Integration of nuclear and renewable generators in a hybrid energy system (N-R/HES) is being considered as an option to meet both electrical and thermal energy needs.
Bragg-Sitton added that the conceptual N-R/HES share many of the same requirements as observed for space power systems, likely also to be designed for multipurpose application.
Rita Baranwal told this blog in an interview held at the Third Way exhibit that “very creative thinkers (like Bragg-Sitton)” helped develop the multiple scenarios behind the use cases.
Baranwal said that her staff in the GAIN program along with nuclear engineers and scientists at the lab, “consulted extensively on the Third Way project.”
“Our goal is to communicate with the public about advanced nuclear energy technologies”
Todd Allen, who is a professor of nuclear engineering at the University of Wisconsin, spent a year working at the Third Way and contributed his expertise to the advanced nuclear reactor use cases.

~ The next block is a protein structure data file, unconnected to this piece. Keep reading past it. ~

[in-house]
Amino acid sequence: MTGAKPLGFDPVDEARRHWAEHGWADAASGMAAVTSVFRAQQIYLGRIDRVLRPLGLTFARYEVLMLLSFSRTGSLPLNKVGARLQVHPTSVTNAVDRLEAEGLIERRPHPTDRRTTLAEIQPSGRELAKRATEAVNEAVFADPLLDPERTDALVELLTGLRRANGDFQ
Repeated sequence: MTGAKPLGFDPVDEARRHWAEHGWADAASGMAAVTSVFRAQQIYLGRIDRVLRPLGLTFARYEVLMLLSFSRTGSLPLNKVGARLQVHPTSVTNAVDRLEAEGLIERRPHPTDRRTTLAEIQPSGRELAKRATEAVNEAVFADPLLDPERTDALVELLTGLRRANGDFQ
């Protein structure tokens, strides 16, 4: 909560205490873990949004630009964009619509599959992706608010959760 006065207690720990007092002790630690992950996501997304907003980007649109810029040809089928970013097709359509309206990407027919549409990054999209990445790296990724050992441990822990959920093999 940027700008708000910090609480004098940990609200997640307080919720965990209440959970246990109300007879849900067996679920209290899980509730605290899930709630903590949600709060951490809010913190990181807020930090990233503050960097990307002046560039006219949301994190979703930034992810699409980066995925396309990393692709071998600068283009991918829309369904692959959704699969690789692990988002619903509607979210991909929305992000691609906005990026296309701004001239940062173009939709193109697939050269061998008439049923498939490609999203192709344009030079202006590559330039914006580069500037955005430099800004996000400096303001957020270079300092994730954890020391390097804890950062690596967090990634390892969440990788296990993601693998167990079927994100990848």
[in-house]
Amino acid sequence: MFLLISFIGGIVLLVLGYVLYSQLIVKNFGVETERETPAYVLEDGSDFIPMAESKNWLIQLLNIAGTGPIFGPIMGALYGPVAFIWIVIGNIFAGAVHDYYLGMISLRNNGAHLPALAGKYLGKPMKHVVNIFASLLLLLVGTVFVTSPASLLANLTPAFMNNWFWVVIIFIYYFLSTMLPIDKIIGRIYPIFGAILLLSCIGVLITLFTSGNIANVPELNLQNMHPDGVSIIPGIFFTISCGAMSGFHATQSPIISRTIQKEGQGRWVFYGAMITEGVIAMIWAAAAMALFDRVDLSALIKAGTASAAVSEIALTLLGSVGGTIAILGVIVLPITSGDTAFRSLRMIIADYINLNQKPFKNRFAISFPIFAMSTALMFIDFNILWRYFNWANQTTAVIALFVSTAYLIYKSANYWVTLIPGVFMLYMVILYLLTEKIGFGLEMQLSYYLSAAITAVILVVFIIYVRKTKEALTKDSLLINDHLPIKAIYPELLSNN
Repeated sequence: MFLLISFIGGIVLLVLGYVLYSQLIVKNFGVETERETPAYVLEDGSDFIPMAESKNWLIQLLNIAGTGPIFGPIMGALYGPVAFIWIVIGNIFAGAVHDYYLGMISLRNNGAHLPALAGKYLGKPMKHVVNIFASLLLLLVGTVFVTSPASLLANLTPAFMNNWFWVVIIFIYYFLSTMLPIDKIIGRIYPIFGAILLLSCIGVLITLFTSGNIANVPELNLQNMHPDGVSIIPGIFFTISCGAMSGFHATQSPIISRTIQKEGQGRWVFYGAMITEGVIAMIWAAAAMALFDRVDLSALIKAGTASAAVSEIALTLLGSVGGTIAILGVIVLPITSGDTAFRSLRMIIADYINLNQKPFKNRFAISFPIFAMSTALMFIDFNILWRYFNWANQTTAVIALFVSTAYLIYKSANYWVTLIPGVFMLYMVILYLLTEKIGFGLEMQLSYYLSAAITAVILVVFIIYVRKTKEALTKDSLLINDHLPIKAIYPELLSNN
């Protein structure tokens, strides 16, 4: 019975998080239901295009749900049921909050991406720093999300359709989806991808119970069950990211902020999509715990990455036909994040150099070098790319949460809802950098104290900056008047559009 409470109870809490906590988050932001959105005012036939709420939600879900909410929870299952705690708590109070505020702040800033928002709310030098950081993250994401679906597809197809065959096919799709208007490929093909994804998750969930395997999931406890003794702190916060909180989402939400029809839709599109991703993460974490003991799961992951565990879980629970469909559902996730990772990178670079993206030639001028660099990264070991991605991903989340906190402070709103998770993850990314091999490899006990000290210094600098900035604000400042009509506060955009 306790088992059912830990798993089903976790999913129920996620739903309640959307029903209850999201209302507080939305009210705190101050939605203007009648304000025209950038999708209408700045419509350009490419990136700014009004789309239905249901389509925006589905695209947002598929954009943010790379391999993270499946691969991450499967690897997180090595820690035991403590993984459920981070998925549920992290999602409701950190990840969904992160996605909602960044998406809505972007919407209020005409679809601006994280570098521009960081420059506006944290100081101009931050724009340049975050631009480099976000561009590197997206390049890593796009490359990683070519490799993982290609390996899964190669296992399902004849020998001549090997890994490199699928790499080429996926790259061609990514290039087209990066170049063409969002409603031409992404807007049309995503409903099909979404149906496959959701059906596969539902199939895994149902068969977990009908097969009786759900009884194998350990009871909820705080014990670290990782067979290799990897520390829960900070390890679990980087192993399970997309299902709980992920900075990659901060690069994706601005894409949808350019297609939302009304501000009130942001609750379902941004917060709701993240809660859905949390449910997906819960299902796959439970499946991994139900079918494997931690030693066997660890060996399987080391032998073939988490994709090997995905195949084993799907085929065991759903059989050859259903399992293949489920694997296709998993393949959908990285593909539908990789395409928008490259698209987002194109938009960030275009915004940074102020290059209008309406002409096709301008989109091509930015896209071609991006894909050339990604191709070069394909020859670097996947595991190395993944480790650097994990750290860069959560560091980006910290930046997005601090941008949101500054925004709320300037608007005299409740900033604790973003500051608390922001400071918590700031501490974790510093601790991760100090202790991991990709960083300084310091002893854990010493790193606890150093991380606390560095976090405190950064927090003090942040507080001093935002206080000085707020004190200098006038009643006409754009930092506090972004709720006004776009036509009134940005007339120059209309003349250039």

He told this blog in an interview at the Third Way exhibit, “the use cases are really crucial to communicate the ideas across.”
Allen points to a new web page at the Third Way which updates its materials describing various advanced nuclear technologies.
And Joshua Freed, Vice President for Clean Energy Programs at Third Way, told this blog that “the future of advanced nuclear energy will be informed by these images.”
Freed is looking at options to put the images on the road to display them at university nuclear engineering programs, and possibly at public venues like libraries and shopping centers.
Perhaps these images will inspire nuclear engineering graduates to want to work for developers of advanced nuclear technologies?